The Exit Transfer Timing Chart, a 2015 Update

Owners who are thinking about an eventual transition from their privately-held business are well served in understanding the optimal timing for that exit transaction.  Whether an owner is thinking about passing the business to insiders or selling the business to a financial group or a strategic buyer, timing matters because the economy moves in cycles.  The economic cycle that drives business behavior and performance will also, in all likelihood, have a substantial impact on an owner’s exit.  This newsletter is written to provide an update on a decade-old chart and concept that helps owners predict and plan for the timing of their optimal exit.

Introduction to the Transfer Chart

Rob Slee, in 2004, introduced the U.S. Ten Year Private Transfer Cycle chart through his book, Private Capital Markets.

transfer cycle

In short, this chart predicts that every ten years or so, the transfer cycle (which matches the economic cycle) repeats itself, providing good and bad times to exit a business.  If this is true for the current decade, then business owners may want to consider that by 2018, the window to transfer or exit your business may close in a manner similar to the way that it did in 2008.

Where We Are in the 2010-decade Cycle

To summarize the cycle that we are currently in, we begin with a review of 2008 and the last financial market decline.  Similar to prior cycles, the market decline started towards the end of the last decade.  However, unlike prior decades, the 2008 economic drop was a once-in-a-generation type of collapse of the world financial markets.  The timing of the last drop was predictable.  However, what was less predictable was the severity of the decline.

The 2013 Turn and 2014 Recovery

So, following past cycles, we are seeing that the market/economy started showing serious improvement in 2013, and through 2014 has stabilized.  Much of this improvement can be traced by the performance of the stock market for publicly-traded companies.  The stock markets are a ‘leading indicator’ for the economy and, with the Dow Jones Industrial Average reaching historic highs of nearly 18,000, it seems as though the recovery has taken full hold.

Impact for the Baby Boomer Owners

The baby boomer generation includes those born between 1946 and 1964.  So, the leading boomers are turning 69 in 2015.  And, a majority of privately-held businesses in the US today are owned by baby boomer owners.  So, if the next cycle for business transfers turns again in approximately 2018, then these same boomers will be 72 years old at that time.  And, if the cycle repeats itself in a manner similar to prior decades, the market will turn downward in 2018 and perhaps not recover until 2023.  At that point in time, these leading boomers will be 77 years old before the next real opportunity exists to exit the business.

Therefore, the question that you need to ask yourself, whether you are 68 years old or 38 years old is whether or not you want to be holding on to your business through the next recession.  And, how will the large number of selling owners impact your ability to find a buyer? If you decide that you want to reduce your overall risk and diversify yourself, the next few years may be ideal in terms of timing.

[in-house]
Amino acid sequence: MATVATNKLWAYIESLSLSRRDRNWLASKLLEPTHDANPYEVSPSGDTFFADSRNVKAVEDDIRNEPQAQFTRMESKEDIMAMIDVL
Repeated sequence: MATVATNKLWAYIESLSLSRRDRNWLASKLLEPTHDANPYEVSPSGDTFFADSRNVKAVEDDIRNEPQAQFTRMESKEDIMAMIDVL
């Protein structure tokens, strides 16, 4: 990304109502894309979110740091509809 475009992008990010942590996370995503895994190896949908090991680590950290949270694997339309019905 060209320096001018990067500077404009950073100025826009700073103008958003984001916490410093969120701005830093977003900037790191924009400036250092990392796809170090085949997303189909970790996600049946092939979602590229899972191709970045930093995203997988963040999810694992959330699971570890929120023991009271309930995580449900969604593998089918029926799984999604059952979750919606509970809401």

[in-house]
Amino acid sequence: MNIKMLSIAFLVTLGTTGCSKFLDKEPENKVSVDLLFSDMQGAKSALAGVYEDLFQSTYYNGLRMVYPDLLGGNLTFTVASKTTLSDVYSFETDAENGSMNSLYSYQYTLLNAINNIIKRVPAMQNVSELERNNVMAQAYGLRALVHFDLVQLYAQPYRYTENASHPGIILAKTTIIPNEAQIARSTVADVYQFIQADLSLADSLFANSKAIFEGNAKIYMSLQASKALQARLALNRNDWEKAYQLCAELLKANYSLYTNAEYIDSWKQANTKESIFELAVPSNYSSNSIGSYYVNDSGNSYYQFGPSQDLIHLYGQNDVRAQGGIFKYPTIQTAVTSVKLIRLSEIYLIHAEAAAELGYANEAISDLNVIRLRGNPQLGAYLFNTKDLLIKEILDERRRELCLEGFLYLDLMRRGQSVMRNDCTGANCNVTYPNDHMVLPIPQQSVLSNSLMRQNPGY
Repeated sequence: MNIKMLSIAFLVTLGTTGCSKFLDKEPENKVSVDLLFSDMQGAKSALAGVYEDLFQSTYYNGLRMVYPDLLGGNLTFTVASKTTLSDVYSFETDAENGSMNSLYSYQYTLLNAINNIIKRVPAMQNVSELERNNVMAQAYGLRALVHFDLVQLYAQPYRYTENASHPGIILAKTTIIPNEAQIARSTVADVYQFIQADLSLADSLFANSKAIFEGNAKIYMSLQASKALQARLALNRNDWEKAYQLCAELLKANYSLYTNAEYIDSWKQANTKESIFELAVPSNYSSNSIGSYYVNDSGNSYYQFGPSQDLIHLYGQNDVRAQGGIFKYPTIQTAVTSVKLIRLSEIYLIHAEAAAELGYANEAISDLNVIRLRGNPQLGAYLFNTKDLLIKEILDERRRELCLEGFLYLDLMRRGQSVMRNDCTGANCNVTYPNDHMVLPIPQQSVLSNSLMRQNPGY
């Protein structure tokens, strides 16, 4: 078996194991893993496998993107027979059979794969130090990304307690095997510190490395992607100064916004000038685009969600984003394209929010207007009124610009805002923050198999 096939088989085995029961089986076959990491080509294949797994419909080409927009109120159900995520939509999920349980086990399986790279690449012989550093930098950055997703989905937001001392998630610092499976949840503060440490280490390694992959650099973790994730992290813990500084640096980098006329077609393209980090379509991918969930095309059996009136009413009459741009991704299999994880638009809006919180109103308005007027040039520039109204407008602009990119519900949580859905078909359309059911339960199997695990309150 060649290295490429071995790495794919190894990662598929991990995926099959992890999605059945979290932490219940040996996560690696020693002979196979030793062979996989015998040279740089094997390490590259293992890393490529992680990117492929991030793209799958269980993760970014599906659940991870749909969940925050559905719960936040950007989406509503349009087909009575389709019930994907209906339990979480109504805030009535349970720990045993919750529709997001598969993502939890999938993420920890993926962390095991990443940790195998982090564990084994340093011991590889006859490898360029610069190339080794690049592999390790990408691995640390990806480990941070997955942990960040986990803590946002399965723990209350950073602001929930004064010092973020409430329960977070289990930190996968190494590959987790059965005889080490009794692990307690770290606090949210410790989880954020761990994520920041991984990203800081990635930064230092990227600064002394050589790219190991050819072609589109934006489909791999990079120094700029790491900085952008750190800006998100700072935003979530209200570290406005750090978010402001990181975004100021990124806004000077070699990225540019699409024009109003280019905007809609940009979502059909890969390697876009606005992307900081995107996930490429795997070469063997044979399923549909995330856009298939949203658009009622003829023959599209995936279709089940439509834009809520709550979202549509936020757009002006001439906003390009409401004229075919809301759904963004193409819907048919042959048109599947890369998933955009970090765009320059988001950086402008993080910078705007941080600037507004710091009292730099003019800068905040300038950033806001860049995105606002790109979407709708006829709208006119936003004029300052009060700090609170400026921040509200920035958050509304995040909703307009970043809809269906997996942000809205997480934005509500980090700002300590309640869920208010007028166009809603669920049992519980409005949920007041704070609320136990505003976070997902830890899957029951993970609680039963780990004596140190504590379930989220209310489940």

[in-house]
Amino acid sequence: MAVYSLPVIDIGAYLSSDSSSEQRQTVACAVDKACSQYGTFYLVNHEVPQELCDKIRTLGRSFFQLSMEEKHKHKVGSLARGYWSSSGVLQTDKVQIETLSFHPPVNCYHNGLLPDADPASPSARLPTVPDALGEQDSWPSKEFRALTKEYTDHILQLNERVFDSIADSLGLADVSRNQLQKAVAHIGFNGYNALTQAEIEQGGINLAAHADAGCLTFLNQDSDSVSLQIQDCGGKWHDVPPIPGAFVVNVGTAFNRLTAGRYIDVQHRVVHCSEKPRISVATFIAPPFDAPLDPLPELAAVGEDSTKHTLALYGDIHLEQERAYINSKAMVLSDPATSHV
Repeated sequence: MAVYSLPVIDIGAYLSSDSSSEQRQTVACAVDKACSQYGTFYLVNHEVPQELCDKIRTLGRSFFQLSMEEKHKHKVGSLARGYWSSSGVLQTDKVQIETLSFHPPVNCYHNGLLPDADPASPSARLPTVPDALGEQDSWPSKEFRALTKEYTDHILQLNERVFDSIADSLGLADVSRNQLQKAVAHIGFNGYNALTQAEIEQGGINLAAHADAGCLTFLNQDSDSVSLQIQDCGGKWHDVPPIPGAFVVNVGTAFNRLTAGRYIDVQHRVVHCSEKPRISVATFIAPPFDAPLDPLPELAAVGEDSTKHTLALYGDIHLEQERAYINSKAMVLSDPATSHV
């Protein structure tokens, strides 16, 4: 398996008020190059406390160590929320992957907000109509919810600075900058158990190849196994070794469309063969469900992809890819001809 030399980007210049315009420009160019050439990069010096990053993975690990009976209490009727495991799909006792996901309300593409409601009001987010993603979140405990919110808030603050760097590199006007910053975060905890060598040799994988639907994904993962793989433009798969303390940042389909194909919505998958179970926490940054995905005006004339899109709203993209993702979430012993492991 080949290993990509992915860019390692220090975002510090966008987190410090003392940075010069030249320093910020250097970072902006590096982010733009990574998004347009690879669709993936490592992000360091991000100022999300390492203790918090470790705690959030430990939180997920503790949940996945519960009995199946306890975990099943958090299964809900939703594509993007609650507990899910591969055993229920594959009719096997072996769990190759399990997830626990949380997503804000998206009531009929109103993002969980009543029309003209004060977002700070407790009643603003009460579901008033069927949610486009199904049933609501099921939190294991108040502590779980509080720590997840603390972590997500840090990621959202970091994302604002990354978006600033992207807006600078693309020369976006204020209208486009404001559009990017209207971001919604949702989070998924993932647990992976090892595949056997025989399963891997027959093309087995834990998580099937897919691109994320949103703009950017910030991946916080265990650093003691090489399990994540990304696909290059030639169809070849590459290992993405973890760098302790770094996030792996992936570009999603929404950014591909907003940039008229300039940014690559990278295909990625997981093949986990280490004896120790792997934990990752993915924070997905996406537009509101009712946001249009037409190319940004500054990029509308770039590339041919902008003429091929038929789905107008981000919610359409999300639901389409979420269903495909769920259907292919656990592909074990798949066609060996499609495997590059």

Additional Timing Factor

A business exit does not happen right away.  In fact, it can take a year (or more) to execute an effective transaction to either insiders or to outside parties.  Therefore, if the evidence in this newsletter is persuasive to you, it may be wise to begin planning your exit prior to 2017.  Or, more accurately stated, you may want to begin to plan your exit today.

Warning – Past Performance Does Not Guarantee Future Results

While past trends certainly help to predict the future, they surely don’t guarantee what will happen.  The relevant question, however, is not whether or not you can properly time the markets because those forces are outside of your control.  The better question to ask yourself is ‘which factors are within my control today that can materially improve my situation?’  You are likely to answer this question by simply realizing that your own actions are within your control and there is just as much, if not more risk in doing nothing as there is in taking proactive steps to exit your business and protect your wealth.

Concluding Thoughts

Exiting a business is a process, not an event.  And, our past can be used to teach us lessons about the future.  This newsletter was written with the intention of assisting owners like yourself with being properly prepared for a successful exit and to factor the timing of your exit into your decision-making process.

 Pinnacle Equity Solutions © 2014
Frank Mancieri, Chief Growth Advisor, 401-651-1585,

Frank Mancieri, Chief Growth Advisor

Frank Mancieri helps business owners increase their company value by focusing on business value drivers, helping to increase profits, better manage and increase cash flow, mitigate risk, and when appropriate, plan for their future exit. Frank is Chief Growth Advisor with GT Growth & Transition Strategies, LLC. He uses his 20+ years in private business, his 14+ years as a business advisor, and his knowledge and experience to help business owners use their companies to achieve their personal goals. He has received advance training as a Certified Business Exit Consultant®, holds a Bachelor’s Degree in Business Administration and an MBA, both from Bryant University, and he is an adjunct professor at Rhode Island College.